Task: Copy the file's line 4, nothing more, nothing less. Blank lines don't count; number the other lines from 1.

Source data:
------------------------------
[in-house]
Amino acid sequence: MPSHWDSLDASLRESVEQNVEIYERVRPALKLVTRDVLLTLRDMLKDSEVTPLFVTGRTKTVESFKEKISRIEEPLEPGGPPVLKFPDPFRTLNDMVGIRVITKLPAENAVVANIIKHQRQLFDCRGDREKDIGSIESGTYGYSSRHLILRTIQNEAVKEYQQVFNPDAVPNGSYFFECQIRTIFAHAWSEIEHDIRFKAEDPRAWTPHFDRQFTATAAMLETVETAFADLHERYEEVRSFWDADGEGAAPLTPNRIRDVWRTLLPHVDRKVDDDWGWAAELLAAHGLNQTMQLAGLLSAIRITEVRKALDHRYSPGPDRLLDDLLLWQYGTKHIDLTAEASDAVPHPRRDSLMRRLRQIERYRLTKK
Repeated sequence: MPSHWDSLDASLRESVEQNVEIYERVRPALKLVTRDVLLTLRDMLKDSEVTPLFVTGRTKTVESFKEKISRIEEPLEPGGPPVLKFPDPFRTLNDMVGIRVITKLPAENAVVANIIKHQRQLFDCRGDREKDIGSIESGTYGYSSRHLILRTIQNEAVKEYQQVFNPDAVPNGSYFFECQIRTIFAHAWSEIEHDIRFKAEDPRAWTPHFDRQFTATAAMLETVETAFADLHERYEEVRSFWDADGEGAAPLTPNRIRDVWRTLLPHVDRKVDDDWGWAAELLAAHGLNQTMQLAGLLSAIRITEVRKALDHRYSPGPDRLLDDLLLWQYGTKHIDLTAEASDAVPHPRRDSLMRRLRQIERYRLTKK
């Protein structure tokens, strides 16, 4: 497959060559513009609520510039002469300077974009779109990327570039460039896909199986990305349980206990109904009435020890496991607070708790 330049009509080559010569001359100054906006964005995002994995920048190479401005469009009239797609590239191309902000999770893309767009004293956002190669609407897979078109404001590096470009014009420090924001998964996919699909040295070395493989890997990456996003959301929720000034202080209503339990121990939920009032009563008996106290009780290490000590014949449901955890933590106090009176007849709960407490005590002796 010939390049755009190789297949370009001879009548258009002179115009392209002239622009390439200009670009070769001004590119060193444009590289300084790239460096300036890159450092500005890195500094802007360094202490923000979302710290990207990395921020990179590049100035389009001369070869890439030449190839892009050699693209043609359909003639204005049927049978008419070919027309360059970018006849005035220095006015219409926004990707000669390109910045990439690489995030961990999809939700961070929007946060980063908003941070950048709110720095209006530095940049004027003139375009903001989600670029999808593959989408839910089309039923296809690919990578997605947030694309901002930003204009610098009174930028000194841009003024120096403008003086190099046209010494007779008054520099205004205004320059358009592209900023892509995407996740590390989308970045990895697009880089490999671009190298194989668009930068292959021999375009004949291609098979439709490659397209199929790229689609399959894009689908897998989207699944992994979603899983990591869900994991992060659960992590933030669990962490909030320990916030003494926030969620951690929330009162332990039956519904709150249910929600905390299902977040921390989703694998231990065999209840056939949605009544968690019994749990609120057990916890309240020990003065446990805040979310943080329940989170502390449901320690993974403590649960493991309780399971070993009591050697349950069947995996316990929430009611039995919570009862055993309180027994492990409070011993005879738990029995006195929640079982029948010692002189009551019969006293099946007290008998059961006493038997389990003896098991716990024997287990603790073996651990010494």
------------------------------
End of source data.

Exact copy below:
């Protein structure tokens, strides 16, 4: 497959060559513009609520510039002469300077974009779109990327570039460039896909199986990305349980206990109904009435020890496991607070708790 330049009509080559010569001359100054906006964005995002994995920048190479401005469009009239797609590239191309902000999770893309767009004293956002190669609407897979078109404001590096470009014009420090924001998964996919699909040295070395493989890997990456996003959301929720000034202080209503339990121990939920009032009563008996106290009780290490000590014949449901955890933590106090009176007849709960407490005590002796 010939390049755009190789297949370009001879009548258009002179115009392209002239622009390439200009670009070769001004590119060193444009590289300084790239460096300036890159450092500005890195500094802007360094202490923000979302710290990207990395921020990179590049100035389009001369070869890439030449190839892009050699693209043609359909003639204005049927049978008419070919027309360059970018006849005035220095006015219409926004990707000669390109910045990439690489995030961990999809939700961070929007946060980063908003941070950048709110720095209006530095940049004027003139375009903001989600670029999808593959989408839910089309039923296809690919990578997605947030694309901002930003204009610098009174930028000194841009003024120096403008003086190099046209010494007779008054520099205004205004320059358009592209900023892509995407996740590390989308970045990895697009880089490999671009190298194989668009930068292959021999375009004949291609098979439709490659397209199929790229689609399959894009689908897998989207699944992994979603899983990591869900994991992060659960992590933030669990962490909030320990916030003494926030969620951690929330009162332990039956519904709150249910929600905390299902977040921390989703694998231990065999209840056939949605009544968690019994749990609120057990916890309240020990003065446990805040979310943080329940989170502390449901320690993974403590649960493991309780399971070993009591050697349950069947995996316990929430009611039995919570009862055993309180027994492990409070011993005879738990029995006195929640079982029948010692002189009551019969006293099946007290008998059961006493038997389990003896098991716990024997287990603790073996651990010494």